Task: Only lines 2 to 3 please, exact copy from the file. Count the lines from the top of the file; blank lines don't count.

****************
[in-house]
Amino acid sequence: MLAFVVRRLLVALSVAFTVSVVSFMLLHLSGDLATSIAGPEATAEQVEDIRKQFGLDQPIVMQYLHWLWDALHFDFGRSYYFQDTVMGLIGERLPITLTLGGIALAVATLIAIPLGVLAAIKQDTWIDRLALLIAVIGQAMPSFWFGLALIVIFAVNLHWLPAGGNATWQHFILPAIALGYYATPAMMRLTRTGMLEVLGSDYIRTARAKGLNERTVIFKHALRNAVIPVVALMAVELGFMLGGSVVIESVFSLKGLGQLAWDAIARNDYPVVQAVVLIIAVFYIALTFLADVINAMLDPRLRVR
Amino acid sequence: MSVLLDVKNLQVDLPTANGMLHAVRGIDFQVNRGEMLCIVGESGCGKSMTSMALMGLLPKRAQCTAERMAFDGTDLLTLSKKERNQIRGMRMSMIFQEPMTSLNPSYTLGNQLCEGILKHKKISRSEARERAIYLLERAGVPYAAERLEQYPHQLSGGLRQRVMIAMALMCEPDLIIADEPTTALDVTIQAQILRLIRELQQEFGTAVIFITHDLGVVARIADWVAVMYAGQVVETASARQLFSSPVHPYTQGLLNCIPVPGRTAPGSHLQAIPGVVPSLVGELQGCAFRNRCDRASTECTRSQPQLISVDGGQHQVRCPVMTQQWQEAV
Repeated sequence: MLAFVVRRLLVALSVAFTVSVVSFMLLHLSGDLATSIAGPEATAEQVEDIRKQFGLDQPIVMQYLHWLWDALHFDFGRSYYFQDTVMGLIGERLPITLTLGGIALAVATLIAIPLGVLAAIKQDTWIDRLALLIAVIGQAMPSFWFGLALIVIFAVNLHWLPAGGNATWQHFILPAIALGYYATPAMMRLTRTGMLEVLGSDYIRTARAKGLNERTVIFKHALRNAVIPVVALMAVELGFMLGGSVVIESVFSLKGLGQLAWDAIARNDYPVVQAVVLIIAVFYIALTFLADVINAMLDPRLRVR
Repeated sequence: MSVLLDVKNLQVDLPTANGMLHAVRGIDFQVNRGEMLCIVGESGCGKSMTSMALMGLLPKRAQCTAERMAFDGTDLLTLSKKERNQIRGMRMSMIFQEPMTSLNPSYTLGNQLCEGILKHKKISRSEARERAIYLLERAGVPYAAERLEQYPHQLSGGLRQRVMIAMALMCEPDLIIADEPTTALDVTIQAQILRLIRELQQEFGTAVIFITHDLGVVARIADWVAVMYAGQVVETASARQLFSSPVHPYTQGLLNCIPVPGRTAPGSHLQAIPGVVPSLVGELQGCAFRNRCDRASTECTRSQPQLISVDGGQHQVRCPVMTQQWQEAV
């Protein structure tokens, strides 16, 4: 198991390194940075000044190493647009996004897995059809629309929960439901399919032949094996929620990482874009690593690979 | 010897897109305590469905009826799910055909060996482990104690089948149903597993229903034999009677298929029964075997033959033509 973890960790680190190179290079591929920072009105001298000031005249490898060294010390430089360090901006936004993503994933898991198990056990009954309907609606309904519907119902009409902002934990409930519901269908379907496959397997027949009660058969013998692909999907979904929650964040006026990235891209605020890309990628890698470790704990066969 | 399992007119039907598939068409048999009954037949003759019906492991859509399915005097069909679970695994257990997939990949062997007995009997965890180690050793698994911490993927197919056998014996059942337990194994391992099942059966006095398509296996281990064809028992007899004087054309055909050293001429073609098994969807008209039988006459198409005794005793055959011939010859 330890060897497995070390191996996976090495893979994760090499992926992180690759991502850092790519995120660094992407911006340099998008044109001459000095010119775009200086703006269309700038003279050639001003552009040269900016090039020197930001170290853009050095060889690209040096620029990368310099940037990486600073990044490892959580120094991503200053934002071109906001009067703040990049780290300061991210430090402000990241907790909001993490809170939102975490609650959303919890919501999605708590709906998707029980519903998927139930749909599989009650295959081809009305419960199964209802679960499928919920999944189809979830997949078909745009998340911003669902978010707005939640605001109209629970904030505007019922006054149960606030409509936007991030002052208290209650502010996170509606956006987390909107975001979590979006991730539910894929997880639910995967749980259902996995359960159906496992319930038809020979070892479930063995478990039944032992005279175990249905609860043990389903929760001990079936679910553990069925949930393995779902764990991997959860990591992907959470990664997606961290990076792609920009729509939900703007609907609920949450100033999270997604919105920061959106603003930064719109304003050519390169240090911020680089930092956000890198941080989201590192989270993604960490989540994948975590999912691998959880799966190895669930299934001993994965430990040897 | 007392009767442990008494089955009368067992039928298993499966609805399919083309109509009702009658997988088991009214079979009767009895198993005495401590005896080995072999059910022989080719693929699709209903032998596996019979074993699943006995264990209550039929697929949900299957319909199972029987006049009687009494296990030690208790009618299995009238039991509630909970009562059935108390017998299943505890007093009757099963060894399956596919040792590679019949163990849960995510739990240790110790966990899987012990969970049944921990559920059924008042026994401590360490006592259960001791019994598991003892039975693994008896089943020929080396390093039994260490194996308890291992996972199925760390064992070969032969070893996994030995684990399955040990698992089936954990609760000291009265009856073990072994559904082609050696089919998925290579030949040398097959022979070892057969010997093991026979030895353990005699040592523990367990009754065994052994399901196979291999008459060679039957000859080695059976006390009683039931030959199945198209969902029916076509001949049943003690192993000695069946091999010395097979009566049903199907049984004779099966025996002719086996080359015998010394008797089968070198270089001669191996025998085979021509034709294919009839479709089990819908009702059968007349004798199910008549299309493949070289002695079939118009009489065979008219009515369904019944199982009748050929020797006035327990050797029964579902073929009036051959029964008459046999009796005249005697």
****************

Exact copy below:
Amino acid sequence: MLAFVVRRLLVALSVAFTVSVVSFMLLHLSGDLATSIAGPEATAEQVEDIRKQFGLDQPIVMQYLHWLWDALHFDFGRSYYFQDTVMGLIGERLPITLTLGGIALAVATLIAIPLGVLAAIKQDTWIDRLALLIAVIGQAMPSFWFGLALIVIFAVNLHWLPAGGNATWQHFILPAIALGYYATPAMMRLTRTGMLEVLGSDYIRTARAKGLNERTVIFKHALRNAVIPVVALMAVELGFMLGGSVVIESVFSLKGLGQLAWDAIARNDYPVVQAVVLIIAVFYIALTFLADVINAMLDPRLRVR
Amino acid sequence: MSVLLDVKNLQVDLPTANGMLHAVRGIDFQVNRGEMLCIVGESGCGKSMTSMALMGLLPKRAQCTAERMAFDGTDLLTLSKKERNQIRGMRMSMIFQEPMTSLNPSYTLGNQLCEGILKHKKISRSEARERAIYLLERAGVPYAAERLEQYPHQLSGGLRQRVMIAMALMCEPDLIIADEPTTALDVTIQAQILRLIRELQQEFGTAVIFITHDLGVVARIADWVAVMYAGQVVETASARQLFSSPVHPYTQGLLNCIPVPGRTAPGSHLQAIPGVVPSLVGELQGCAFRNRCDRASTECTRSQPQLISVDGGQHQVRCPVMTQQWQEAV